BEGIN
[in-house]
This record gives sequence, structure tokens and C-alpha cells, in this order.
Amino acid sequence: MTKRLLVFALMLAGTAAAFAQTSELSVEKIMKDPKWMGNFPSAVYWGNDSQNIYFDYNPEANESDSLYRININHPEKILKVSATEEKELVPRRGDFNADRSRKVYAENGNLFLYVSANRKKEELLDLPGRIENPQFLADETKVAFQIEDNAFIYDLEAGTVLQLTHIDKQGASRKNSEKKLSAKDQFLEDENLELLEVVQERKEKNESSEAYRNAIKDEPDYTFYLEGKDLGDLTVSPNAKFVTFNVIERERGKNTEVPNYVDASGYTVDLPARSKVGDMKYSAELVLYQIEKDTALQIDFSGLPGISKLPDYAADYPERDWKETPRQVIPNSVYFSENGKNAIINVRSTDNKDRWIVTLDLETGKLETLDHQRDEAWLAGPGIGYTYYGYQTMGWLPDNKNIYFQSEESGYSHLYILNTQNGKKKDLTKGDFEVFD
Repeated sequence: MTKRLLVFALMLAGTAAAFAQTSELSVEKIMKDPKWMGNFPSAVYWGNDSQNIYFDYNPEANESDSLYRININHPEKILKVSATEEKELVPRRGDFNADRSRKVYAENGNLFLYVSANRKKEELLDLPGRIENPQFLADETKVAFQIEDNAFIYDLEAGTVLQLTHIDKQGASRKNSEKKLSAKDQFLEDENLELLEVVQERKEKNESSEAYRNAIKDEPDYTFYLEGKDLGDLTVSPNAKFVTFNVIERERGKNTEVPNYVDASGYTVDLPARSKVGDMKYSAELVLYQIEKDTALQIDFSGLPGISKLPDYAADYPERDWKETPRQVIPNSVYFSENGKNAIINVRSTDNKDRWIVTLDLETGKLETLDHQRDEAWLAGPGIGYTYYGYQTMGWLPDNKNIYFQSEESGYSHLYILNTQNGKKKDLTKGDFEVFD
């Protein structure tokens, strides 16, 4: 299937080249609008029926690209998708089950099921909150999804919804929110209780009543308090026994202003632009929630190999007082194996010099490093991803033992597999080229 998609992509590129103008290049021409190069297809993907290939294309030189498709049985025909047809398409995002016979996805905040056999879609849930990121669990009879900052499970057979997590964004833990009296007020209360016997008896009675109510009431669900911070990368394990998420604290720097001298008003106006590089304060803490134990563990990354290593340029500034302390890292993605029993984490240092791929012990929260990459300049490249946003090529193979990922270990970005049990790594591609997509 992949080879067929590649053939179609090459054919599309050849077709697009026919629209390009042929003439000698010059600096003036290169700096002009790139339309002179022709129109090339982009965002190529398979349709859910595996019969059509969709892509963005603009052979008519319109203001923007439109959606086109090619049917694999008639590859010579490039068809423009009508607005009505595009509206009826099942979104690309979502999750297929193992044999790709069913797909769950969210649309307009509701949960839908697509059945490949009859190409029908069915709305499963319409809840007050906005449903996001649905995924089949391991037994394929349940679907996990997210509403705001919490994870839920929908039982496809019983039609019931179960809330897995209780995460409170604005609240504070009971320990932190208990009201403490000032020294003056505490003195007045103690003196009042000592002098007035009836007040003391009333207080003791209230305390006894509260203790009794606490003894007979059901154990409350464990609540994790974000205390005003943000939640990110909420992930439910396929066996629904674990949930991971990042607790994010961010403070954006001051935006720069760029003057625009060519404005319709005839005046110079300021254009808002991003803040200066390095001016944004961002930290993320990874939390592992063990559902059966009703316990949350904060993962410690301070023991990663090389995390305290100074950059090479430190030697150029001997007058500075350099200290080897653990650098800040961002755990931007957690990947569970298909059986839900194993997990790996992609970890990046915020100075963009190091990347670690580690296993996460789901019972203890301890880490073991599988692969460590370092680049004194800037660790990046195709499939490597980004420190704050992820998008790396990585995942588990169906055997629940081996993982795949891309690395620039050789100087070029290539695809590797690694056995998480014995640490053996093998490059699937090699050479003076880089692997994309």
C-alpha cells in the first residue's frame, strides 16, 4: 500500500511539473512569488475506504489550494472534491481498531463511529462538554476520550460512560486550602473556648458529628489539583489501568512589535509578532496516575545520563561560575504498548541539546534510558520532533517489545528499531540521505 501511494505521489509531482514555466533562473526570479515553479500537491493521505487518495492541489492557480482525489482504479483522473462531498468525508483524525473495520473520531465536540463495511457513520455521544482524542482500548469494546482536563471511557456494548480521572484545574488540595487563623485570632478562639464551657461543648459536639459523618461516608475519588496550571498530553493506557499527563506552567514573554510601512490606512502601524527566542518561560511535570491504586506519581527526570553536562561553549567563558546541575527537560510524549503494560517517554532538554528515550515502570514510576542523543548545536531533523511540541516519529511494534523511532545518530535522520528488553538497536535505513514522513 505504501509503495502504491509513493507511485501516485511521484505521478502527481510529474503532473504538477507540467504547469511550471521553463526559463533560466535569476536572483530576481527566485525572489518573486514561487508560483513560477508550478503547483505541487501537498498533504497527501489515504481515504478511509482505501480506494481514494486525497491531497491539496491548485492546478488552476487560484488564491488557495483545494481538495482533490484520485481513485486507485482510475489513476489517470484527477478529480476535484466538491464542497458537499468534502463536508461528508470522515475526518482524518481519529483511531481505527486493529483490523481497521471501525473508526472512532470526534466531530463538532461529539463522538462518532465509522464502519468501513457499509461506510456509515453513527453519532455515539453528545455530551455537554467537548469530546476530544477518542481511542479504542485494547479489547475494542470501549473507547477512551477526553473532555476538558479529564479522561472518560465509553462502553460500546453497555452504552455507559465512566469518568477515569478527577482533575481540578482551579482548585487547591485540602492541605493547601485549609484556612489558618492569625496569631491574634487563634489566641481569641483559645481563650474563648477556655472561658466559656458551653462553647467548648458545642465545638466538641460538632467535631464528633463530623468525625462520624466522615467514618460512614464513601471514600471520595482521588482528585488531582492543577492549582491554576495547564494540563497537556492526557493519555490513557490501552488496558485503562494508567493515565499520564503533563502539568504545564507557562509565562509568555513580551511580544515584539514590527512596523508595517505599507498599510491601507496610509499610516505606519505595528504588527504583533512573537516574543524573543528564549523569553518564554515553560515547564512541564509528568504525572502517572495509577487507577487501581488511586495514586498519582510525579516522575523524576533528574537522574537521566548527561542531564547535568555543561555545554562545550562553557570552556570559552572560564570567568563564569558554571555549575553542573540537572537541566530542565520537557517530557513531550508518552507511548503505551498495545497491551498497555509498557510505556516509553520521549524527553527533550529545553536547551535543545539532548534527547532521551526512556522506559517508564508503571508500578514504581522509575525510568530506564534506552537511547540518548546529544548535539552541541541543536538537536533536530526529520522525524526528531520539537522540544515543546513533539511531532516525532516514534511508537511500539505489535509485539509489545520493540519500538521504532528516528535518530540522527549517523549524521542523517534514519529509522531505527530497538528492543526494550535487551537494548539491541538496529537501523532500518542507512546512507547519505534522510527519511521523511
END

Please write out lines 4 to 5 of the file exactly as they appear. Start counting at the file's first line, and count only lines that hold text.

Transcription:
Repeated sequence: MTKRLLVFALMLAGTAAAFAQTSELSVEKIMKDPKWMGNFPSAVYWGNDSQNIYFDYNPEANESDSLYRININHPEKILKVSATEEKELVPRRGDFNADRSRKVYAENGNLFLYVSANRKKEELLDLPGRIENPQFLADETKVAFQIEDNAFIYDLEAGTVLQLTHIDKQGASRKNSEKKLSAKDQFLEDENLELLEVVQERKEKNESSEAYRNAIKDEPDYTFYLEGKDLGDLTVSPNAKFVTFNVIERERGKNTEVPNYVDASGYTVDLPARSKVGDMKYSAELVLYQIEKDTALQIDFSGLPGISKLPDYAADYPERDWKETPRQVIPNSVYFSENGKNAIINVRSTDNKDRWIVTLDLETGKLETLDHQRDEAWLAGPGIGYTYYGYQTMGWLPDNKNIYFQSEESGYSHLYILNTQNGKKKDLTKGDFEVFD
């Protein structure tokens, strides 16, 4: 299937080249609008029926690209998708089950099921909150999804919804929110209780009543308090026994202003632009929630190999007082194996010099490093991803033992597999080229 998609992509590129103008290049021409190069297809993907290939294309030189498709049985025909047809398409995002016979996805905040056999879609849930990121669990009879900052499970057979997590964004833990009296007020209360016997008896009675109510009431669900911070990368394990998420604290720097001298008003106006590089304060803490134990563990990354290593340029500034302390890292993605029993984490240092791929012990929260990459300049490249946003090529193979990922270990970005049990790594591609997509 992949080879067929590649053939179609090459054919599309050849077709697009026919629209390009042929003439000698010059600096003036290169700096002009790139339309002179022709129109090339982009965002190529398979349709859910595996019969059509969709892509963005603009052979008519319109203001923007439109959606086109090619049917694999008639590859010579490039068809423009009508607005009505595009509206009826099942979104690309979502999750297929193992044999790709069913797909769950969210649309307009509701949960839908697509059945490949009859190409029908069915709305499963319409809840007050906005449903996001649905995924089949391991037994394929349940679907996990997210509403705001919490994870839920929908039982496809019983039609019931179960809330897995209780995460409170604005609240504070009971320990932190208990009201403490000032020294003056505490003195007045103690003196009042000592002098007035009836007040003391009333207080003791209230305390006894509260203790009794606490003894007979059901154990409350464990609540994790974000205390005003943000939640990110909420992930439910396929066996629904674990949930991971990042607790994010961010403070954006001051935006720069760029003057625009060519404005319709005839005046110079300021254009808002991003803040200066390095001016944004961002930290993320990874939390592992063990559902059966009703316990949350904060993962410690301070023991990663090389995390305290100074950059090479430190030697150029001997007058500075350099200290080897653990650098800040961002755990931007957690990947569970298909059986839900194993997990790996992609970890990046915020100075963009190091990347670690580690296993996460789901019972203890301890880490073991599988692969460590370092680049004194800037660790990046195709499939490597980004420190704050992820998008790396990585995942588990169906055997629940081996993982795949891309690395620039050789100087070029290539695809590797690694056995998480014995640490053996093998490059699937090699050479003076880089692997994309």